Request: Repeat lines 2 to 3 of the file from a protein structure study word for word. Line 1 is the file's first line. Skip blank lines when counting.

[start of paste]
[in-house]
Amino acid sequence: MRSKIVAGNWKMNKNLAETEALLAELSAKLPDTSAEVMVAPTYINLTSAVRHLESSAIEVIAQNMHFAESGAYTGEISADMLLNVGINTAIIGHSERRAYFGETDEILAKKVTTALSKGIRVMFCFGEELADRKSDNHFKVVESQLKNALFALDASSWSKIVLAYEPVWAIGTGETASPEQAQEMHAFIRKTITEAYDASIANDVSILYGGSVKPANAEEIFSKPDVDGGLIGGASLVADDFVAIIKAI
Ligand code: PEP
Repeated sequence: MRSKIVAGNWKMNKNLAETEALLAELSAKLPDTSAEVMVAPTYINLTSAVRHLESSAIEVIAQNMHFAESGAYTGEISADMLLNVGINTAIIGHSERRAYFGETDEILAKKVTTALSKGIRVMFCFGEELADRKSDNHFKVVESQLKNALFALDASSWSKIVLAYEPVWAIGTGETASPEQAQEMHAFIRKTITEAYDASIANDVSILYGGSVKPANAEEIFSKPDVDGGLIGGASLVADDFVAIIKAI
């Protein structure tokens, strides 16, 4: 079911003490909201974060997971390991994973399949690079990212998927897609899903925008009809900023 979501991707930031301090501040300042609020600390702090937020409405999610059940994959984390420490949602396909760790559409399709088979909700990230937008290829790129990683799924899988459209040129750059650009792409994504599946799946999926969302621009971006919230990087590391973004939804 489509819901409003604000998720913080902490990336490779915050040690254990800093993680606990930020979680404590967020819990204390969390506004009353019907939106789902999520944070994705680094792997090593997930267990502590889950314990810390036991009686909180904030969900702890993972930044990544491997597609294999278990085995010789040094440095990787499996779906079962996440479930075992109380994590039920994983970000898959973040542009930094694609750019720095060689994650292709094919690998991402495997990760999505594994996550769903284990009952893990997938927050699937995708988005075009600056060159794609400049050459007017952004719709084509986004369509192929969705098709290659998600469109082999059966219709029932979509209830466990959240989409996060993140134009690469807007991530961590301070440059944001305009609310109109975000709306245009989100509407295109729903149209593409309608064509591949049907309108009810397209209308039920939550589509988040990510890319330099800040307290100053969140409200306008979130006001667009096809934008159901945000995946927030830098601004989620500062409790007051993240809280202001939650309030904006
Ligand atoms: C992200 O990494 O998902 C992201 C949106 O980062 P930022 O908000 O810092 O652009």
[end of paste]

Amino acid sequence: MRSKIVAGNWKMNKNLAETEALLAELSAKLPDTSAEVMVAPTYINLTSAVRHLESSAIEVIAQNMHFAESGAYTGEISADMLLNVGINTAIIGHSERRAYFGETDEILAKKVTTALSKGIRVMFCFGEELADRKSDNHFKVVESQLKNALFALDASSWSKIVLAYEPVWAIGTGETASPEQAQEMHAFIRKTITEAYDASIANDVSILYGGSVKPANAEEIFSKPDVDGGLIGGASLVADDFVAIIKAI
Ligand code: PEP